We go on a little trip to Manila Chinatown
When someone says they want to go on an adventure, most of the time it involves something generally outdoorsy. People camp out, people go off-road, people go to the beach; the usual stuff.
One needn't go far to find an adventure. There are adventures without even having to leave town. You just have to know where to look.
Take Binondo, for instance. Chinatown is a place we in the city all know too well. We may have visited here for business, though recently many have made pilgrimages for some really good dim sum. So that's what we did: pay it another visit. After all, we're hearing about a lot of positive changes happening in the area.
As we crossed the newly renovated Jones Bridge, we realized we were probably bringing the wrong car: it was the new BMW 520i. On any other day, this Bayern to Binondo adventure isn't something we would advise. Most of the time this place is the definition of busy with people scurrying to deliver, jockeying in line to buy, or impatiently waiting to park.
The day we went, it was far quieter. And that's because we opted to go on Good Friday. The stores were all shuttered.
This is the place where you go to literally buy anything you need. If you're in need of auto parts, you go to Masangkay or Benavidez streets; there are auto supply stores galore there. If you're in need of hardware, these shops are all over the place and usually clustered together.
This is also where a lot of the head offices of many businesses engaged in import, distribution, and retail are. Think of brands that you would find in a mall, a major home improvement center, or your local supermarket, and chances are the head office is here somewhere.
They just never bothered to move to prestigious business districts like Makati, Ortigas, or BGC. I mean why would they when the rent is ridiculous? It's just impractical, and the Chinese that settled here so many centuries ago is probably the definition of practical.
Sometimes even the house itself is converted into the head office, then gets renovated or rebuilt into a multi-level structure with the retail store at street level, the offices for the next two floors, and then the home of the owners on the top floors.
Since a lot of businesses are closed for the long holiday, that means parking this big, luxurious, and comfortable saloon is easy, and right at Ongpin Street in front of Eng Bee Tin. Try doing that on any normal day and you'd probably go crazy; not only is a spot difficult to find, and the sheer foot traffic would be heavy. Today, it's safe.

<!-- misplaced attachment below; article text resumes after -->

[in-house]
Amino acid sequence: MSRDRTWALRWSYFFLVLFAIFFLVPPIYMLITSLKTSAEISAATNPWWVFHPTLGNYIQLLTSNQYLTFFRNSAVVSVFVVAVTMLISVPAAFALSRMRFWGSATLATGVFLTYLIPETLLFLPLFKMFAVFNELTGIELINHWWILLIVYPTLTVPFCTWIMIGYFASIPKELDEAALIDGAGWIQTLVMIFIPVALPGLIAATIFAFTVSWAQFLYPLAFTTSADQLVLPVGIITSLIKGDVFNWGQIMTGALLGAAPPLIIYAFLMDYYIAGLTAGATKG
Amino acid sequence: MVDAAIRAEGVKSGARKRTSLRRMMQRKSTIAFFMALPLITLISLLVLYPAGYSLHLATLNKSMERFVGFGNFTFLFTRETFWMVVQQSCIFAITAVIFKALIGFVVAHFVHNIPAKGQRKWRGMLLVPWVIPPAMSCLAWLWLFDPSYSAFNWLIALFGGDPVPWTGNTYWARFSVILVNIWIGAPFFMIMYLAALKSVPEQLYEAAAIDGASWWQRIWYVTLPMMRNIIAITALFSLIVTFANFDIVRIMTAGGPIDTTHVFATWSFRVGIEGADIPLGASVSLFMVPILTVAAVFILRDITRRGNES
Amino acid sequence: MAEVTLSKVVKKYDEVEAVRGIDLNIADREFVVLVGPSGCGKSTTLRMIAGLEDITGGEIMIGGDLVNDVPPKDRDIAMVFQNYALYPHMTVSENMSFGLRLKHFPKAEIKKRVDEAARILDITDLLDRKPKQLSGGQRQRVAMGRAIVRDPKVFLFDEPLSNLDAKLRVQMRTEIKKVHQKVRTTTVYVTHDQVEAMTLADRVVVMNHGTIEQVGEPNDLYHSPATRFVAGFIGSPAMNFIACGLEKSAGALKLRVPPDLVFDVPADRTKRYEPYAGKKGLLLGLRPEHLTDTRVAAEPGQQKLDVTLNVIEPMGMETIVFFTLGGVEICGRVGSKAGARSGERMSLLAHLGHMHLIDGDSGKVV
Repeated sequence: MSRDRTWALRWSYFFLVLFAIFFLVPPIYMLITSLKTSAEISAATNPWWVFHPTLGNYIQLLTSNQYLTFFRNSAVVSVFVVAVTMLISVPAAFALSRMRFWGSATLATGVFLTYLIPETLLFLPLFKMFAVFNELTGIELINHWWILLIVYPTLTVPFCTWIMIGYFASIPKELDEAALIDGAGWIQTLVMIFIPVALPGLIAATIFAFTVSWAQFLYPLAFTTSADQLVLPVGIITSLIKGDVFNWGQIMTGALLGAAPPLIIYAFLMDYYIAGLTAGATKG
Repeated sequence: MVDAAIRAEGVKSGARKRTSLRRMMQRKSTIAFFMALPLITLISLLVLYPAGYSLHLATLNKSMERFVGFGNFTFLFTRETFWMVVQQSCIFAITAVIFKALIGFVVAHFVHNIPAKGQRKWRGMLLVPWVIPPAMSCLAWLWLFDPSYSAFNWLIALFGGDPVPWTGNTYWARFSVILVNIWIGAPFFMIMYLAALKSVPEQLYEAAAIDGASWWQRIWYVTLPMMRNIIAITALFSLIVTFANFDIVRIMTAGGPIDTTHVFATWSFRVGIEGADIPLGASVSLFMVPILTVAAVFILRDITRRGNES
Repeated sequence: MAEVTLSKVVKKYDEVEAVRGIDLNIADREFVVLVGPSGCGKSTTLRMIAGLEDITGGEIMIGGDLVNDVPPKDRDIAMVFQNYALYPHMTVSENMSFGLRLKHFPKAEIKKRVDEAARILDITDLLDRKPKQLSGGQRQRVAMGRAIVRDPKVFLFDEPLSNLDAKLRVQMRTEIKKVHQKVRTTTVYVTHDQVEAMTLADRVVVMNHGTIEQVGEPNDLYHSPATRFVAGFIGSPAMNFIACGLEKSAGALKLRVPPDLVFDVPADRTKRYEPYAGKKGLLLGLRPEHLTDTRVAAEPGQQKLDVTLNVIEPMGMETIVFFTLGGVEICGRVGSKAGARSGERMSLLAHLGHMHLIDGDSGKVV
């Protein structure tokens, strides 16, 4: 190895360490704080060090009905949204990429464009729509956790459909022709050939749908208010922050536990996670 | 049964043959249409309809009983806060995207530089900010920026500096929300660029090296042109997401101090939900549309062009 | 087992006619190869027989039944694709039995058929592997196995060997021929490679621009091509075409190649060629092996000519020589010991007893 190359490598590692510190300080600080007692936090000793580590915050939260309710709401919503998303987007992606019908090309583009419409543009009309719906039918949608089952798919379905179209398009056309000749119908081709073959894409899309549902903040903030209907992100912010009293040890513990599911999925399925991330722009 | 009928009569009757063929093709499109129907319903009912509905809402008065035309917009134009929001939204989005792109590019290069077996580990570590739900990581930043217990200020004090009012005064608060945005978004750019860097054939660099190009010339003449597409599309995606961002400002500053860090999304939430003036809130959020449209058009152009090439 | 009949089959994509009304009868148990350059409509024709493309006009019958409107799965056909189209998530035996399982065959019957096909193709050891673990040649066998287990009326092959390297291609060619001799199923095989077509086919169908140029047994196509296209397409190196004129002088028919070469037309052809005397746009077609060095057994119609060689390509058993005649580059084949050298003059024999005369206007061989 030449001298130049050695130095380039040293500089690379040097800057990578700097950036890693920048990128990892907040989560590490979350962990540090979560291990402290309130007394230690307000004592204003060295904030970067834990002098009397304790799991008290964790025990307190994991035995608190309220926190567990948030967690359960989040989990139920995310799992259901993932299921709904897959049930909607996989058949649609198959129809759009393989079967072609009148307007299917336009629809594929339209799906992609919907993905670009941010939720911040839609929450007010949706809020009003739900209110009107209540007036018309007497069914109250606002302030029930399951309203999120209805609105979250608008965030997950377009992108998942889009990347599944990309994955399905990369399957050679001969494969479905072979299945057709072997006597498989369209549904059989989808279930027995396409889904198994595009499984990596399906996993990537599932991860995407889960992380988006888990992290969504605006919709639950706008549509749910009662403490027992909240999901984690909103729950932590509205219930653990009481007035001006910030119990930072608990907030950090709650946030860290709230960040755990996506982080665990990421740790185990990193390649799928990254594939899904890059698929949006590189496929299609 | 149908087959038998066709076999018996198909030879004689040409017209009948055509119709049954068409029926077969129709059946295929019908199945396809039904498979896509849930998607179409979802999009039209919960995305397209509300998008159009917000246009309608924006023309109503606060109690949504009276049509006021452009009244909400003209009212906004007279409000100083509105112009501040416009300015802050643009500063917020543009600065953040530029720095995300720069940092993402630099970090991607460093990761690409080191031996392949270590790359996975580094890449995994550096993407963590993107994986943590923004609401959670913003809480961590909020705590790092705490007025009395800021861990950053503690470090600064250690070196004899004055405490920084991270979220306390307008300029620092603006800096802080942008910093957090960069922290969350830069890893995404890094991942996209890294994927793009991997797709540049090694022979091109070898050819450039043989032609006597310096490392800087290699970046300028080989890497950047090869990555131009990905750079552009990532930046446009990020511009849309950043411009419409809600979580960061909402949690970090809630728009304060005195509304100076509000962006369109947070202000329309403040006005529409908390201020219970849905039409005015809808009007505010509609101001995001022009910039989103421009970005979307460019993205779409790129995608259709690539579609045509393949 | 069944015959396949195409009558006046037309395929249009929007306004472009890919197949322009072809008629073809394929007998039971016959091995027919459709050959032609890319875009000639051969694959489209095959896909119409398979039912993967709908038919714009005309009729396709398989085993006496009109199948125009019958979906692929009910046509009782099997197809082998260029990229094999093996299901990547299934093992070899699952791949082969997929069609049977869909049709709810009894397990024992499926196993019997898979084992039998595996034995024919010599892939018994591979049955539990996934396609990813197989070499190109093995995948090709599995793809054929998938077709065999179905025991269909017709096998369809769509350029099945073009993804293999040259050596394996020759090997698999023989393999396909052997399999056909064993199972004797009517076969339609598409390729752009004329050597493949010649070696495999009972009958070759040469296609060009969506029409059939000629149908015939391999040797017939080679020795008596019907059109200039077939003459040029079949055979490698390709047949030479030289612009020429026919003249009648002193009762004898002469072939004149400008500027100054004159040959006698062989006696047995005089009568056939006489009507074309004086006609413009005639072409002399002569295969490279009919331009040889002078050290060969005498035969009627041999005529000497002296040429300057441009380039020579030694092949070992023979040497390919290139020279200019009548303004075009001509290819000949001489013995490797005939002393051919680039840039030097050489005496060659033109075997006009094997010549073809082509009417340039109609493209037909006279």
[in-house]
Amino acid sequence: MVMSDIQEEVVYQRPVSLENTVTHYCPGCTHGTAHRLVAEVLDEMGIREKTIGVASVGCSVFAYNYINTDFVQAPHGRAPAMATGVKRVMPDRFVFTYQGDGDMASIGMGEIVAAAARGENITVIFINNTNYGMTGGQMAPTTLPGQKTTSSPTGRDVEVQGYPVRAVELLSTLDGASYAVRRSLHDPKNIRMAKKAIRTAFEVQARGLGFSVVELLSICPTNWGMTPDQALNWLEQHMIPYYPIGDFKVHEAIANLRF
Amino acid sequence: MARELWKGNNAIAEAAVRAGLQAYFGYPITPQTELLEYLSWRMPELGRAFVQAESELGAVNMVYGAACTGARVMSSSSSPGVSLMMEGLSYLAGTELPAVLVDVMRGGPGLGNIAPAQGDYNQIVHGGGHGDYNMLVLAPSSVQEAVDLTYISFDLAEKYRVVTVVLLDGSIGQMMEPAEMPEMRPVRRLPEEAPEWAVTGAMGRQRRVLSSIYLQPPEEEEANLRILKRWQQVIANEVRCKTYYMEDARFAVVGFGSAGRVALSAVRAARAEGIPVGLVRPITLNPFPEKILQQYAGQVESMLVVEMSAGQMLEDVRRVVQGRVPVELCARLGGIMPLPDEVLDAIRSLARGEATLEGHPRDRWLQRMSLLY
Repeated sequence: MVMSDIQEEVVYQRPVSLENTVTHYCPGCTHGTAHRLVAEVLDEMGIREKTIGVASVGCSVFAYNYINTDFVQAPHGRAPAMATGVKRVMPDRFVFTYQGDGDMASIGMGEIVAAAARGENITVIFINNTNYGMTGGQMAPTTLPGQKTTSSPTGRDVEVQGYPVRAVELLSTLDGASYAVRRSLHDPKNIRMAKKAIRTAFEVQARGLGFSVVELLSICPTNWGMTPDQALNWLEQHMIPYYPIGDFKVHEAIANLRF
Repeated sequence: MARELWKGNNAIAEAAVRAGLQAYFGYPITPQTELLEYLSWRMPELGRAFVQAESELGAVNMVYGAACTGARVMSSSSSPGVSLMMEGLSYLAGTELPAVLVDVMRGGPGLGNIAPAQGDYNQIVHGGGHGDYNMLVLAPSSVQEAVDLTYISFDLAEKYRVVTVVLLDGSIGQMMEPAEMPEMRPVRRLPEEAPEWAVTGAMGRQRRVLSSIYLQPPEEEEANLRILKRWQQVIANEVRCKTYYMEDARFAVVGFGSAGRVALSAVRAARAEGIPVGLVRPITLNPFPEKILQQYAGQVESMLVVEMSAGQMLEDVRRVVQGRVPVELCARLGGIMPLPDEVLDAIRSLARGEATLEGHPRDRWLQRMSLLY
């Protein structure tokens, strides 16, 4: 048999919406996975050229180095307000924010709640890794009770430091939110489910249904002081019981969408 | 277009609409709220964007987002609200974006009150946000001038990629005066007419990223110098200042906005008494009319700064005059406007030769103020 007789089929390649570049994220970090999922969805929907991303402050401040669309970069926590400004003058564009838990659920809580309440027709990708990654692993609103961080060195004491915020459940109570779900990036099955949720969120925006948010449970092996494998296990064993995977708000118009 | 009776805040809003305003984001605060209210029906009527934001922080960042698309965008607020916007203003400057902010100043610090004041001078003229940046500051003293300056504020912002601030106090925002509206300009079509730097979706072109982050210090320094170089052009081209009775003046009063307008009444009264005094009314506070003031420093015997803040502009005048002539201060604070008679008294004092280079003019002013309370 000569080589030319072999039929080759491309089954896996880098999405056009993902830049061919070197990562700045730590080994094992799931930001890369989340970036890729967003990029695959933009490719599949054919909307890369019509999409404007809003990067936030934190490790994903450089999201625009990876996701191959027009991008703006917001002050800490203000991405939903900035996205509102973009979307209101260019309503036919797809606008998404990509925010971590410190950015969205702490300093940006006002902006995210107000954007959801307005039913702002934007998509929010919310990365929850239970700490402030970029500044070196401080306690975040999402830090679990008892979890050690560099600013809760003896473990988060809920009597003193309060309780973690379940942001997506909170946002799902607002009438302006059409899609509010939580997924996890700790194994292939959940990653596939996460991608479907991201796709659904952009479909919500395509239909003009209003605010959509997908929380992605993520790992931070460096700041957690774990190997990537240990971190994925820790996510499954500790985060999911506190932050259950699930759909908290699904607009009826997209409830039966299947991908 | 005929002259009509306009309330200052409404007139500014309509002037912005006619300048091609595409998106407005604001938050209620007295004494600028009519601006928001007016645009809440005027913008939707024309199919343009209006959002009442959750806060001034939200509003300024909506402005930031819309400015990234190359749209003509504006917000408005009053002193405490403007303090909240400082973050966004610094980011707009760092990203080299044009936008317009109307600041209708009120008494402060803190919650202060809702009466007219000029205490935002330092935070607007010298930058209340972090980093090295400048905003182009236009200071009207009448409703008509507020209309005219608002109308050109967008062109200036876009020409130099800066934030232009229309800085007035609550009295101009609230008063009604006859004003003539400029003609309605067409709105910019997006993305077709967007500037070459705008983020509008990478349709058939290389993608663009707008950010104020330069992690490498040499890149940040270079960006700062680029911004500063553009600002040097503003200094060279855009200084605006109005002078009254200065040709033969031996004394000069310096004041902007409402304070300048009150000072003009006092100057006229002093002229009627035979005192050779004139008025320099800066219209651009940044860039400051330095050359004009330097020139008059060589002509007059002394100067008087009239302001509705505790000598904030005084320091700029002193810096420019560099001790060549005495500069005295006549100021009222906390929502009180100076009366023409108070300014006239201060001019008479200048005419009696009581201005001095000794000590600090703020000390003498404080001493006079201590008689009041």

Ongpin is actually a good starting point for anyone who wants to go around Chinatown. You can start off with a bowl of awesome beef wonton noodle soup, and then walk it off. That was the plan.
We had a local with us: Jilbert. You know how it is when a homeowner takes you on a tour of their home, telling you stories of how it was built or where they got the furniture? That's kind of the vibe when someone like Jilbert takes you around Chinatown. It's his home. Many of the people we see are either aunts, uncles, or cousins.
Manila is trying to promote this as a good place to walk around, and I can see why. He told us stories of how things are starting to get cleaned up more regularly. He points out the many CCTV cameras and the police presence that gives a better feeling of security. You feel safe walking around; that's not something a visitor would generally feel in Binondo unless you grew up here.
There's a lot to see around here; many of the old buildings still exist like the Regina Building, the Calvo Building, the El Jogar, and the Juan Luna Building. Many of the buildings in Chinatown actually survived the war, unlike Intramuros. These walls could tell a lot of stories even though many of the classic architecture is being swallowed up by signages and A/C units poking out the windows.
We wanted to make another food stop at places we generally frequent like Wai Ying for their superb dim sum, but they were closed. A lot of the other places were closed, but that's alright. We can always come back.
For now, we'll bid Binondo farewell. I'm sure I'll see it again soon especially if I need to buy power tools. And then you cross the new bridge into Intramuros; a place that's a whole different adventure all its own.